As you may be aware, The National Trust are planning to plant 20 million native trees over the next decade as part of their Woodlands Appeal Scheme. While increasing the overall coverage of trees is important of equal importance is the provenance of these trees. This is why the National Trust have started their own tree nursery in Snowdonia, sourcing seeds from local woodlands to match local conditions (find out more about this topic- check out our article on the subject).
Thus it was a great privilege to spend a day helping towards this rather ambitious goal alongside Dan and Mary from the Snowdonia Society, and Dave Smith – Head National Trust Warden for the Gwynant Valley.
Dan, Mary and I were first tasked with collecting seeds from native woodland tree species within The National Trust owned area of the Aberglaslyn Pass, a truly idyllic corner of Snowdonia which feels otherworldly from the exposed mountainous terrain only a few kilometres north. In the presence of mostly oak, beech, sweet chestnut, and conifer, we gathered about 2000 acorns and lots sweet chestnuts which littered the floor, however it seemed to be a non-mast year for beech nuts, as almost none could be found.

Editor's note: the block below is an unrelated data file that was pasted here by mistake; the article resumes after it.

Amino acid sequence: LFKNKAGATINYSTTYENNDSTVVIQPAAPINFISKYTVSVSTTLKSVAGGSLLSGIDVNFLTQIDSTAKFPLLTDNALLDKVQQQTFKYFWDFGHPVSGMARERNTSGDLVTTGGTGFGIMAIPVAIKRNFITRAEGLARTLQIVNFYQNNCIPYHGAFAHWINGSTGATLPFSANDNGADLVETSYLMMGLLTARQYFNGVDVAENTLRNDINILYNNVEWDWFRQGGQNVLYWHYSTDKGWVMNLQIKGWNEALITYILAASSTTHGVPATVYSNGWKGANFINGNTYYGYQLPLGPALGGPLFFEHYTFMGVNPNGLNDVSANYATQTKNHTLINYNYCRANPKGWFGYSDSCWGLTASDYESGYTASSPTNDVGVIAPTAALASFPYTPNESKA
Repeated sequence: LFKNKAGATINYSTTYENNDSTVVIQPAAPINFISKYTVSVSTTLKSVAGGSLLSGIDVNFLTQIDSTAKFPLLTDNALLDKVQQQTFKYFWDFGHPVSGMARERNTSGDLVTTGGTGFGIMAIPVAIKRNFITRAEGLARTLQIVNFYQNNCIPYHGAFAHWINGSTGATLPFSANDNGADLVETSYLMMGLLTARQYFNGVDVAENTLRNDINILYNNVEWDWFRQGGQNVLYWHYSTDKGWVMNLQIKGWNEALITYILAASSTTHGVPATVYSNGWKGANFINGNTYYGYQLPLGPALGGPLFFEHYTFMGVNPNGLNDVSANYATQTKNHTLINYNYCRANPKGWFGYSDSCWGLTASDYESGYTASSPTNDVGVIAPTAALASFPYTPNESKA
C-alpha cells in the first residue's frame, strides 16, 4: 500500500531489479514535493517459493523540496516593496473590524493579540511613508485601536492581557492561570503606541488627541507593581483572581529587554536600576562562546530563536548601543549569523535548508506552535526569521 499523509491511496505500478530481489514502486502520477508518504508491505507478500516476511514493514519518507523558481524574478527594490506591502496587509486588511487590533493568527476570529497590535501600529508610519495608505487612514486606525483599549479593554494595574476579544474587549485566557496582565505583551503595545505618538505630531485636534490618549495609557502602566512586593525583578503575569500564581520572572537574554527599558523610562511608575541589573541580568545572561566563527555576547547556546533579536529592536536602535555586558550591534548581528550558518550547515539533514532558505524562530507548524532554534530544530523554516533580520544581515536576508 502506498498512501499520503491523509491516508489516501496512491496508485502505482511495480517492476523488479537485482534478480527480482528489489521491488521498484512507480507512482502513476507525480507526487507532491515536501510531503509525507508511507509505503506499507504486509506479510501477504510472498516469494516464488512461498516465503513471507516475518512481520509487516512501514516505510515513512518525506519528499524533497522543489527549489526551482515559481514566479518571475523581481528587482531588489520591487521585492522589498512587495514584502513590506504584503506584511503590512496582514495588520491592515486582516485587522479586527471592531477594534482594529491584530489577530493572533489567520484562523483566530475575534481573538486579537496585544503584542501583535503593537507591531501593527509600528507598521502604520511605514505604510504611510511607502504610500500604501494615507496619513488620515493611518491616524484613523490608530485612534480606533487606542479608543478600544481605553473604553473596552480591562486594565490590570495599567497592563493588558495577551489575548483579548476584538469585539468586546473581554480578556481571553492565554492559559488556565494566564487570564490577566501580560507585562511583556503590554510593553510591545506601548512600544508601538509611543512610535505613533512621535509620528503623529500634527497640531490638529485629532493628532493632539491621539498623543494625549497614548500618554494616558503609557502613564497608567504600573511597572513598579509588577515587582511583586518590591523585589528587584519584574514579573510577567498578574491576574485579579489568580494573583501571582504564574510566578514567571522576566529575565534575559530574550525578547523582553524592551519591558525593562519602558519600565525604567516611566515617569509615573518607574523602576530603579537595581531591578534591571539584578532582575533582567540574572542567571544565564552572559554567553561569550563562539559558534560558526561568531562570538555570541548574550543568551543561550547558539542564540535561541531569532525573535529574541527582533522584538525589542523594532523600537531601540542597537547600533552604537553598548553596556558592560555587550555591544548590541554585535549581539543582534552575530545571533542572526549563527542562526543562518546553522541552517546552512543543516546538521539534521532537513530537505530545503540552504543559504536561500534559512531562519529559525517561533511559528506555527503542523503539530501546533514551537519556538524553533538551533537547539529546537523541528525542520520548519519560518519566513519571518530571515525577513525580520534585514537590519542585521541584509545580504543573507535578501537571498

In the afternoon we took our sack load of seeds to Hafod Garegog Tree Nursery, where we met Dave, who showed us the 2000 saplings already growing there only a year since the nursery opened. Here we gave 500 acorns and 36 chestnuts a home for the winter inside trayed pots before they will be planted at various sites across the National Park.
Overall, we were proud of our efforts given the small size of the group, limited time, and the seemingly endless nature of the task. But personally, I found applying such instinctual human behaviours of foraging and nurturing, in aid of a global cause, to be most deeply rewarding.
Article written by placement student